ACFR receives grants for body armor vests
Alachua County Fire Rescue and Emergency Medical Services will have new equipment to protect them during an active shooter situation.
“The component in an active shooter that was failing was the emergency medical services fire rescue," Lt. David Torsell said. "The reason they were failing is because they weren't being allowed access to the patients early enough in the incident where life-threatening injuries could be treated and the patients could have better outcomes."
ACFR received three separate federal grants from North Central Healthcare Coalition to fund body armor vests. The coalition is a federal initiative to help reduce the danger facing the healthcare community.
“Its kind of unprecedented,” Torsell said. “It was a big change for emergency medical services and fire rescue."
The first grant was written last year and ACFR received their first two sets of body vests this year.
ACFR currently has 44 vests and can now order more next month.
Each vest costs $750 and within that vest, there will be a steel plate to protect firefighters from gunshots.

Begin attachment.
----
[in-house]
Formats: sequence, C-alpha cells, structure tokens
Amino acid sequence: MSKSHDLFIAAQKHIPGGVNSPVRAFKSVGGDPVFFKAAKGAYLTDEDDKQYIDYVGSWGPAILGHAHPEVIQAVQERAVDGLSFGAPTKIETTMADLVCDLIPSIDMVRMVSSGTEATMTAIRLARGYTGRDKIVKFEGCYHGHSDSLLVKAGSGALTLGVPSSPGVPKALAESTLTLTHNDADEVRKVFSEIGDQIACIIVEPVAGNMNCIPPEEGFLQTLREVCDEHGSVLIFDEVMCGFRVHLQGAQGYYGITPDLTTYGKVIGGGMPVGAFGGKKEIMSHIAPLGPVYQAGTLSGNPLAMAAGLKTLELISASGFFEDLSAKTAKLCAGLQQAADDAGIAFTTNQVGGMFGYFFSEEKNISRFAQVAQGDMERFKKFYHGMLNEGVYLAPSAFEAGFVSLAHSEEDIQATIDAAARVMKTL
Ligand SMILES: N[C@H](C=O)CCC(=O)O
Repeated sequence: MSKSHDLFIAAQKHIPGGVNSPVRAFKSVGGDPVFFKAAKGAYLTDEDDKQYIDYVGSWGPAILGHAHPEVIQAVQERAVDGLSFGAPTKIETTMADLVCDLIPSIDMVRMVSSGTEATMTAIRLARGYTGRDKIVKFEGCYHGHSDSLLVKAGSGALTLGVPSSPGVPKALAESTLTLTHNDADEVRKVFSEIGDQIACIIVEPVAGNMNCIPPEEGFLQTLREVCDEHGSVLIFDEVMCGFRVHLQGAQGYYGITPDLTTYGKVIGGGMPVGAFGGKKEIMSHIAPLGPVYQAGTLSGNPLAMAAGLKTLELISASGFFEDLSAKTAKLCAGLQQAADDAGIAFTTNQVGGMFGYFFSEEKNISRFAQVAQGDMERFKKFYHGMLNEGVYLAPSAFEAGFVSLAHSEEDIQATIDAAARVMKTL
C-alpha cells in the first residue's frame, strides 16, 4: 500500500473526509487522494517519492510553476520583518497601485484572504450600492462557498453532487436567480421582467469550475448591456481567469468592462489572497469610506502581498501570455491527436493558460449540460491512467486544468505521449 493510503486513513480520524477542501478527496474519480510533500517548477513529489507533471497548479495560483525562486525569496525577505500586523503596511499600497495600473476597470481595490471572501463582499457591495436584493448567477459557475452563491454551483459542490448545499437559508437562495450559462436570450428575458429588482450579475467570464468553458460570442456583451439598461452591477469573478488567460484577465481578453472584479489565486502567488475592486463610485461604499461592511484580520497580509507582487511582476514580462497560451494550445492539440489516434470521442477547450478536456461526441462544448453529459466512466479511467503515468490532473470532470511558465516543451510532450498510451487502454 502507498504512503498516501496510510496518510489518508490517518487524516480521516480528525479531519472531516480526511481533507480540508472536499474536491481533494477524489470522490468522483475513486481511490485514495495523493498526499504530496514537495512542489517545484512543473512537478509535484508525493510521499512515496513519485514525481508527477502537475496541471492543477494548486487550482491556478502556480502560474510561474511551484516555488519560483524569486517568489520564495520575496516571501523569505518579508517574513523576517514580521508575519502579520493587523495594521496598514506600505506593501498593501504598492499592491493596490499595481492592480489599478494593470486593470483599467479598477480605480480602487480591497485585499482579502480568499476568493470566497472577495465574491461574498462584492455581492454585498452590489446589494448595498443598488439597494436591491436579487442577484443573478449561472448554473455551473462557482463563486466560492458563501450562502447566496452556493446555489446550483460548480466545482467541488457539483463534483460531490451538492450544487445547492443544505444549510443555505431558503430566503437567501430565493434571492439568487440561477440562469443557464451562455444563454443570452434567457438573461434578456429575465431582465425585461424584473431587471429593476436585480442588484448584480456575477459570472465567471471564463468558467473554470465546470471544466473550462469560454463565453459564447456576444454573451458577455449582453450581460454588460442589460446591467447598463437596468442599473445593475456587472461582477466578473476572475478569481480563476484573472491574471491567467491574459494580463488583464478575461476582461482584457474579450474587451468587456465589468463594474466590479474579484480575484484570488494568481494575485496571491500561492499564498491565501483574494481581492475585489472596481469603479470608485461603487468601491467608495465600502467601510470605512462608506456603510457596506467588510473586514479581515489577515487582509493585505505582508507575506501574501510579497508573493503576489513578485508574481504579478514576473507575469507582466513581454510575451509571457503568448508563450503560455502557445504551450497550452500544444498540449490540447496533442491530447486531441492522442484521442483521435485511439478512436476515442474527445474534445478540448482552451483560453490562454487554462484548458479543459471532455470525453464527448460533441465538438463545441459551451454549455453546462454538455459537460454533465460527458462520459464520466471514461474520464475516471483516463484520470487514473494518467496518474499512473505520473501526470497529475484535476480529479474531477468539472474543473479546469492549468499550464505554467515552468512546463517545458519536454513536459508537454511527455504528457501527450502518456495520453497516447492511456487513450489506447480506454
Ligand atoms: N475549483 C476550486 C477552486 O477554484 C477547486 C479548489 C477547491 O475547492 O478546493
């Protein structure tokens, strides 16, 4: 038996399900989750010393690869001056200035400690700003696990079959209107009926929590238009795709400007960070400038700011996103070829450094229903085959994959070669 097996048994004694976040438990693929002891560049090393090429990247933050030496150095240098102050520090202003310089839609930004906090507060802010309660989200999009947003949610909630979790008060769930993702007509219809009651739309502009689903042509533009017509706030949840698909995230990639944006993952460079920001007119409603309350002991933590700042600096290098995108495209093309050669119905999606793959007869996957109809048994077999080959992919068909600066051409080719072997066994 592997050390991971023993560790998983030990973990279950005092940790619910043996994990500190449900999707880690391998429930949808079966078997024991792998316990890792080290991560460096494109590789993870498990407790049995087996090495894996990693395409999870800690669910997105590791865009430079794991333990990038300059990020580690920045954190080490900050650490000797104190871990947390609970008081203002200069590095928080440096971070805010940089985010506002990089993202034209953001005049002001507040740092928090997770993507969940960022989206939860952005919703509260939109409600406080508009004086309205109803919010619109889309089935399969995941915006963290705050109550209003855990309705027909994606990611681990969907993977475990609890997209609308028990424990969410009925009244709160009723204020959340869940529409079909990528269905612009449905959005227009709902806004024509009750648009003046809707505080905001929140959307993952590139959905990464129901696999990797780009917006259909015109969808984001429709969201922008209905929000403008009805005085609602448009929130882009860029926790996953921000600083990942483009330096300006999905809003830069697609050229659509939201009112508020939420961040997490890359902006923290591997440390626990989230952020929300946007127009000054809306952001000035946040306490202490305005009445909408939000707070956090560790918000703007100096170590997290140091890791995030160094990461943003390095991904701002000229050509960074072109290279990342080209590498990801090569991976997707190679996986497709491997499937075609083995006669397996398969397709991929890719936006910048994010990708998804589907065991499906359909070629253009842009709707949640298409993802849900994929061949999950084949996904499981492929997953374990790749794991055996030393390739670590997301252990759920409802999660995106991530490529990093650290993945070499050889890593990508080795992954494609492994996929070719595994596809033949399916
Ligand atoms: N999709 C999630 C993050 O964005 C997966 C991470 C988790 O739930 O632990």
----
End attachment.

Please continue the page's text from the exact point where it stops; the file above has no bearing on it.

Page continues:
"EMS not being able to get in early enough and treat patients was part of the reason why there were large numbers of deaths," Torsell said. "We'd like to prevent that here in Alachua County should something occur and we're taking the necessary steps to do that."
The vest will be different from those worn by law enforcement officers.
"It also has some compartmentalization on it that allows us to keep medical equipment to treat patients while we're working hand-in-hand with law enforcement officers," Torsell said.
Torsell said the coalition helped them purchase over 75% of the equipment.
ACFR plans on having 76 body armor vests by March 2019. The vest will be distributed in ambulances, fire engines, and district chief cars.